Transistors were still
relatively new when these cartoons were published in 1959. Most people had never seen a transistor, much less
September 1959 Popular Electronics
[Table of Contents]People old and young enjoy waxing nostalgic about
and learning some of the history of early electronics. Popular Electronics was published from October 1954 through April 1985. All copyrights (if any) are hereby acknowledged.
See all articles from
Special Report on
How NOT to Use TransistorsCourtesy of General Transistor Corp.
We've all heard how sturdy and indestructible the transistor
is ... but nothing is perfect. Any qualified engineer, equipped with the proper educational background can, with a
little ingenuity, reduce the transistor to a midget jellyfish. The accompanying quips are by no means
all-inclusive, but they will start you on your way to becoming a big transistor user.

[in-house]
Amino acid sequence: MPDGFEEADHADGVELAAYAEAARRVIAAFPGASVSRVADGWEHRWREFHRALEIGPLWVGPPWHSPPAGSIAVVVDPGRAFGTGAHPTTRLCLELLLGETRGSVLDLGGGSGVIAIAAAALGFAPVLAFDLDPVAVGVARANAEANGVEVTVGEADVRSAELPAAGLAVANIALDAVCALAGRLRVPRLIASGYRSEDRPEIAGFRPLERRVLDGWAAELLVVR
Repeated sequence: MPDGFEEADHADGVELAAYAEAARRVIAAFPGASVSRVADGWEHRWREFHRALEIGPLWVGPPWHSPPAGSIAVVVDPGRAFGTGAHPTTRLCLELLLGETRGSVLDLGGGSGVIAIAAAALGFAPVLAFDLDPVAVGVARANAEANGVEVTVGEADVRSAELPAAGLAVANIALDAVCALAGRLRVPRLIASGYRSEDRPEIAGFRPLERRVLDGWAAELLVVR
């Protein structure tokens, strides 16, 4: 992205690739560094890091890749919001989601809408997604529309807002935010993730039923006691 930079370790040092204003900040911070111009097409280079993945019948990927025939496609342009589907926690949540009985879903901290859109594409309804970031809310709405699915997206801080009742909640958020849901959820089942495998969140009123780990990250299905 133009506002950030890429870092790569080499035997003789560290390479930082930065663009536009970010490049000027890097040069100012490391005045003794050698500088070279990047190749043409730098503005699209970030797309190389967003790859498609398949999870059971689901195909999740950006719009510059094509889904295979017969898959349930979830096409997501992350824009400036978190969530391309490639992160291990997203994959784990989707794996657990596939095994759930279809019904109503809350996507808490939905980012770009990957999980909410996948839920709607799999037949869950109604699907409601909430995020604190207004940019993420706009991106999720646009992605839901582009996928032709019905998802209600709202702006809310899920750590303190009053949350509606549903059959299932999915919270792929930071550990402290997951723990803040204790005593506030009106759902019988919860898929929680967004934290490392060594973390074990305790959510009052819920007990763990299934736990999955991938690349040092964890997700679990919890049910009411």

- Ignore the published ratings and exceed them. You'll have a real "hot" transistor - for a moment or two.
- make contact is switched around. This may cause immediate ruin.
- Twist and yank the leads excessively when you install the transistor. If you listen closely you will hear
- If the transistor does not fit into the equipment properly, put a screwdriver on the case and hammer it into
- Overheat the leads with a big soldering iron. Leads are going out of style anyway.
- In order to burn out the transistor thoroughly, be sure there is leakage to the power line in the soldering